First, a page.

Once FA Cup celebrations had quietened down and the Blues great end to a dramatic season faded over the horizon, talk at CFCnet turned to some of the stranger events that had happened over the previous nine months.  A sort of football version of the X Files.

Chief amongst these was the anniversary of the Heysel Stadium disaster on May 29th 2009.  Even Mulder and Sculley would have been hard pushed to find any media coverage of this event.  Just like one of the famous X Files episodes of the Nineties, it seems that grey aliens and reptilian humanoids aren’t the only thing to disappear mysteriously into the moonlit sky.

What makes the intrigue even more perplexing is that a month earlier 28 thousand fans and officials of Liverpool Football Club sombrely paid tribute to the 96 fans who sadly lost their lives 20 years earlier in another calamity – the Hillsbrough Football Disaster. 

There’s no question that Hillsbrough was a desperately tragic event that affected not just the dead fans and their families, but also the City of Liverpool itself.  It was a defining moment that has etched April 15th into the hearts and souls of every Liverpool fan and indeed Merseyside, Blue and Red alike. 

CFCnet respects the mourning and grief that surrounds Hillsbrough, not least the ongoing search for justice deftly sidestepped by the British judiciary.  The Hillsbrough memorial committee has been a paragon of dignity who have campaigned for justice with great persistence and fortitude.

But hang on a minute.  Wait up!  What happened on the anniversary of Heysel?  Err, not a lot.  Whereas the 20th anniversary of the Hillsbrough disaster stole acres of newsprint and prime time media slots, the 24th anniversary of Heysel couldn’t have been quieter if the Ministry of Defence had slapped a D Notice over it. How come?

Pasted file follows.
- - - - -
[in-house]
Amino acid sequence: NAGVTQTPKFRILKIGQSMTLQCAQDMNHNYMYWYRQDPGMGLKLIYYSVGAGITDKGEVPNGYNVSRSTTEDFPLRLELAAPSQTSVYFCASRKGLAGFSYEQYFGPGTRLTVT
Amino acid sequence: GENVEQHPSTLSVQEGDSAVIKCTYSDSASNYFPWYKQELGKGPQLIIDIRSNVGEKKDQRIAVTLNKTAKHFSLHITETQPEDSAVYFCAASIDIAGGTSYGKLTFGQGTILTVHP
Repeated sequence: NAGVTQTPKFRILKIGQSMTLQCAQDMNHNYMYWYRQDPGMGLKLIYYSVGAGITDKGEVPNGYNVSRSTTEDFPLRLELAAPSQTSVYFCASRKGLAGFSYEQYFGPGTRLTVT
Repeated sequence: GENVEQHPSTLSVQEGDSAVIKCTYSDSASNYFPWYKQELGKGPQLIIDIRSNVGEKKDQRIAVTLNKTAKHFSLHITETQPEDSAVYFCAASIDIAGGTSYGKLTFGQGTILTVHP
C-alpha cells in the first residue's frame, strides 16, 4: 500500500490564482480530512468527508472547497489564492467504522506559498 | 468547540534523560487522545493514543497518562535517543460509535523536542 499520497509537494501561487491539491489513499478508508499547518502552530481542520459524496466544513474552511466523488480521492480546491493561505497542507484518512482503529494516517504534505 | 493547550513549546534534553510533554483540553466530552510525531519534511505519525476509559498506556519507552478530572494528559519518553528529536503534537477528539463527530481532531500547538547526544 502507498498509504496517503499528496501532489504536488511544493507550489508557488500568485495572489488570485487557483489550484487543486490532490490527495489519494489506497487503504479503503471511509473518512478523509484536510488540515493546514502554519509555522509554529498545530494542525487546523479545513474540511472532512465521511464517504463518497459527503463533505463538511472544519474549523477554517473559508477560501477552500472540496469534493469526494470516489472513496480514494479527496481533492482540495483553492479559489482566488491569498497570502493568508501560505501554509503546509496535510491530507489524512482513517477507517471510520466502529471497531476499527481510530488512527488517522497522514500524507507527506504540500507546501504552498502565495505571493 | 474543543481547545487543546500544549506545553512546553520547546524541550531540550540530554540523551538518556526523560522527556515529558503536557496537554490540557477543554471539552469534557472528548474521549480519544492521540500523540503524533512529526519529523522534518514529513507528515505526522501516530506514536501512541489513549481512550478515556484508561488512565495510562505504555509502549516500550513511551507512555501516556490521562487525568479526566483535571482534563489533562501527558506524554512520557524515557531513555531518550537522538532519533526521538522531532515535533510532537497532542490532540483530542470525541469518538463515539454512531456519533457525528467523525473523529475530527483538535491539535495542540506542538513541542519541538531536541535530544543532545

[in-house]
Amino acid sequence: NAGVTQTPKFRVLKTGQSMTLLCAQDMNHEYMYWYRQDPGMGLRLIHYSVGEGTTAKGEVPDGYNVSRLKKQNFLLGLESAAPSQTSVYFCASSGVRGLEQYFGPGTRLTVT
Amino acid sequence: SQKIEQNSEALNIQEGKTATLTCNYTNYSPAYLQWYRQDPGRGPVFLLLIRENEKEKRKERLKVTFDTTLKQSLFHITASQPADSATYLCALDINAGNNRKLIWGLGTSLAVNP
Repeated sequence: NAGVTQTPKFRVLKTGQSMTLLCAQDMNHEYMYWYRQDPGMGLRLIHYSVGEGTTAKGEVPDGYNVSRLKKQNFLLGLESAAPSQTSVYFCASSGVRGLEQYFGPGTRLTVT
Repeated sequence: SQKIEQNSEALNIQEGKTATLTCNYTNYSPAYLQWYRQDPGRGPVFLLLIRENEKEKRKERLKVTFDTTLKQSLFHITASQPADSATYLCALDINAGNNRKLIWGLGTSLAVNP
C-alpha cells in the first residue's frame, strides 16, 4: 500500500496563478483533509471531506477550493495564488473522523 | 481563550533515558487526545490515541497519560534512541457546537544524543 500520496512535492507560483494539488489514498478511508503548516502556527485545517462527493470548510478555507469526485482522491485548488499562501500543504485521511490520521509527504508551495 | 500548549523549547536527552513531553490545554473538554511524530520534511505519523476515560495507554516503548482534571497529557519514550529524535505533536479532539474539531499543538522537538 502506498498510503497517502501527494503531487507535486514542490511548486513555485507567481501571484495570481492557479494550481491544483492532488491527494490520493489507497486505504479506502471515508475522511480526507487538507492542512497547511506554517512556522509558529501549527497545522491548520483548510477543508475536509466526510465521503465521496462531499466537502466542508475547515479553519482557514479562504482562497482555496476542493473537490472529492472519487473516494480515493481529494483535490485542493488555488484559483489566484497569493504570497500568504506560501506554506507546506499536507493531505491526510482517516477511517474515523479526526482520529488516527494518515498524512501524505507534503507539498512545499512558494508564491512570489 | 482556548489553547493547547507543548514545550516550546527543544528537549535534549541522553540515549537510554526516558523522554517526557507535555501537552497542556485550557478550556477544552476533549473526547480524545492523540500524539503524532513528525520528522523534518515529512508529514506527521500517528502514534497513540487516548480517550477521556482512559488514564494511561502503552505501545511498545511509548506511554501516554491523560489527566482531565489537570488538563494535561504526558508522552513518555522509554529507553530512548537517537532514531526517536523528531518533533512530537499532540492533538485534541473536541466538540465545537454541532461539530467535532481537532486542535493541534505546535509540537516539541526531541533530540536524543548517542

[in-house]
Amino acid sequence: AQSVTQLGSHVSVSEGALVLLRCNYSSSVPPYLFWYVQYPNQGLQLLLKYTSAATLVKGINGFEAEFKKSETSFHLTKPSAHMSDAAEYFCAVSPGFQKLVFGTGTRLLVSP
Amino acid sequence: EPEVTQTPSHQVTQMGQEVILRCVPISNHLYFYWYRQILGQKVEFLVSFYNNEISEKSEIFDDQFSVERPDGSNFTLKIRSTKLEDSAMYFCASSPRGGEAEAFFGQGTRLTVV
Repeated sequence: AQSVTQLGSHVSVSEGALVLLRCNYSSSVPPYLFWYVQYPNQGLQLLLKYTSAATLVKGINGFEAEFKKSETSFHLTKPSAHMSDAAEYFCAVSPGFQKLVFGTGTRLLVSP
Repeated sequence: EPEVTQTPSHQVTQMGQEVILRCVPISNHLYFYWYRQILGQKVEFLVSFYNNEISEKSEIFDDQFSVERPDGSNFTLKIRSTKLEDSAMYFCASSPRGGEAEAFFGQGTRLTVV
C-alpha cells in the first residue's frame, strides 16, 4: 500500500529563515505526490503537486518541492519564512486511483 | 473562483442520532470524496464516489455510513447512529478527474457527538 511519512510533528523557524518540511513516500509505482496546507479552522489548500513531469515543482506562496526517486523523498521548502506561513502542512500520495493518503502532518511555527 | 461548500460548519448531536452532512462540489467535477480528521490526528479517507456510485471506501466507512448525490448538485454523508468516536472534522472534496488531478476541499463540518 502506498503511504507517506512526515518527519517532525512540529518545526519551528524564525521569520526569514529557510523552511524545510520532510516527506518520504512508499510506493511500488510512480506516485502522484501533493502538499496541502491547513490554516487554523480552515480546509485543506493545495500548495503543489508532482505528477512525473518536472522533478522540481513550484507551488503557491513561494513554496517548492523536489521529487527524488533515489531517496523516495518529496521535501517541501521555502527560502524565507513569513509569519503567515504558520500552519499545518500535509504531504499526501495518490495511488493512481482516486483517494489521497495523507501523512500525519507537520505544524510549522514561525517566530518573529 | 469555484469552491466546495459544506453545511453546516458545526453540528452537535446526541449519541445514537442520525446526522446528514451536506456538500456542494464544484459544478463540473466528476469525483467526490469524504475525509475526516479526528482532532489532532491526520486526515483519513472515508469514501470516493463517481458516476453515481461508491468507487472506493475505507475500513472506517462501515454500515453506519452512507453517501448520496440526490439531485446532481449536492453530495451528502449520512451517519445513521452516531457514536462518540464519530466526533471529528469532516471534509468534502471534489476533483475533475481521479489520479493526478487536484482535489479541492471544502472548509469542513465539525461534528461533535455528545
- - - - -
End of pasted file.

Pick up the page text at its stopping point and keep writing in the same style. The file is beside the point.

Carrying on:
Wikipedia clarifies that the 39 fans that died in the European Cup Final between Juventus and Liverpool were mostly fans of Juve.   Quote, “fans of Liverpool FC breached a fence separating them from rival Juve fans causing the Italians to retreat putting pressure on a dilapidated retaining wall which then collapsed.” 

Any remaining doubts as to the culpable party are then dismissed with the reminder that “a number of Liverpool fans were subsequently tried for manslaughter”.  UEFA said simply it was the darkest hour in their history.

With that in mind, it seems odd that Liverpool FC manage to wheel out 28,000 fans, officials, dignitaries and Government ministers for the anniversary of Hillsbrough yet the only remembrance for Heysel was one man in Stanley Park who bowed to his knees in silent prayer.  Even then it’s not known whether he was praying for the departed or lamenting Liverpool’s 1-0 loss.

For the above reason, CFCnet is sad to award its ‘hypocrite of the year’ award to Liverpool FC.  A life’s a life but if it’s a Scouser it’s obviously worth a little more.  Very sad indeed.